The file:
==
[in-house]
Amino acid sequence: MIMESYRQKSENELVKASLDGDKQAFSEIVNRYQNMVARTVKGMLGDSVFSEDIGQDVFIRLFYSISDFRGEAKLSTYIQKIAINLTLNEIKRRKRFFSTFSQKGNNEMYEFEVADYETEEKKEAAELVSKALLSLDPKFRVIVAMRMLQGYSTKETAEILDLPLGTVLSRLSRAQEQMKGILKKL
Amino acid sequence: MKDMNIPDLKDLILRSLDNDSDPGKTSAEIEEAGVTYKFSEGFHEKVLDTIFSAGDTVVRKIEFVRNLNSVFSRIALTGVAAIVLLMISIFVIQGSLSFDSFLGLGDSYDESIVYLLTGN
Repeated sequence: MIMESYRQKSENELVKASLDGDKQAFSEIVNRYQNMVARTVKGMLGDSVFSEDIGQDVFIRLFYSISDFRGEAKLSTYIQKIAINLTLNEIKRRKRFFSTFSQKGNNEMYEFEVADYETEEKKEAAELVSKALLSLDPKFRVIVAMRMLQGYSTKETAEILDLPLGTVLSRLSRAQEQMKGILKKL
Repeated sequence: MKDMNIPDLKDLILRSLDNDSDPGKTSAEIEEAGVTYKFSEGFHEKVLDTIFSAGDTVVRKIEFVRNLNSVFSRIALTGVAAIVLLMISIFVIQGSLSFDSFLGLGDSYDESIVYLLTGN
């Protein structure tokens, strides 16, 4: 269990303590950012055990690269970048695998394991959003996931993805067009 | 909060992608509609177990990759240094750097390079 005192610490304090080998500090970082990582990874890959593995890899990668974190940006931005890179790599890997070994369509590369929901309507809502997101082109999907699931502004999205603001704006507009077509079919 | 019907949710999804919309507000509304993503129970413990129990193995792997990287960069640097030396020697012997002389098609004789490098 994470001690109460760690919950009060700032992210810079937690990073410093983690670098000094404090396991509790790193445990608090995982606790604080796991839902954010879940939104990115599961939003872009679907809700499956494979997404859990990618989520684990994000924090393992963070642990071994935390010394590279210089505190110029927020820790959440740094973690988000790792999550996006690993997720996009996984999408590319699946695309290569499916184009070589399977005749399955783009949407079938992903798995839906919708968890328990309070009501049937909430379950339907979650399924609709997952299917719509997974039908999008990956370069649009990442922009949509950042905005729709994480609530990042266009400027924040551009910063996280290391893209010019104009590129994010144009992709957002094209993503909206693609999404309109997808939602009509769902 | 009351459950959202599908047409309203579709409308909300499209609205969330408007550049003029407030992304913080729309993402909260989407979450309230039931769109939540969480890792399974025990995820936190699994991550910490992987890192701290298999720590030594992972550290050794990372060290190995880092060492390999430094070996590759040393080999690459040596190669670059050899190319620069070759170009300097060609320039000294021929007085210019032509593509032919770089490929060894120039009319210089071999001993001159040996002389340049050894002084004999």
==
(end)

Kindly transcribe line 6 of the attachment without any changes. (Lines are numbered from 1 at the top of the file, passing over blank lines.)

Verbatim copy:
């Protein structure tokens, strides 16, 4: 269990303590950012055990690269970048695998394991959003996931993805067009 | 909060992608509609177990990759240094750097390079 005192610490304090080998500090970082990582990874890959593995890899990668974190940006931005890179790599890997070994369509590369929901309507809502997101082109999907699931502004999205603001704006507009077509079919 | 019907949710999804919309507000509304993503129970413990129990193995792997990287960069640097030396020697012997002389098609004789490098 994470001690109460760690919950009060700032992210810079937690990073410093983690670098000094404090396991509790790193445990608090995982606790604080796991839902954010879940939104990115599961939003872009679907809700499956494979997404859990990618989520684990994000924090393992963070642990071994935390010394590279210089505190110029927020820790959440740094973690988000790792999550996006690993997720996009996984999408590319699946695309290569499916184009070589399977005749399955783009949407079938992903798995839906919708968890328990309070009501049937909430379950339907979650399924609709997952299917719509997974039908999008990956370069649009990442922009949509950042905005729709994480609530990042266009400027924040551009910063996280290391893209010019104009590129994010144009992709957002094209993503909206693609999404309109997808939602009509769902 | 009351459950959202599908047409309203579709409308909300499209609205969330408007550049003029407030992304913080729309993402909260989407979450309230039931769109939540969480890792399974025990995820936190699994991550910490992987890192701290298999720590030594992972550290050794990372060290190995880092060492390999430094070996590759040393080999690459040596190669670059050899190319620069070759170009300097060609320039000294021929007085210019032509593509032919770089490929060894120039009319210089071999001993001159040996002389340049050894002084004999």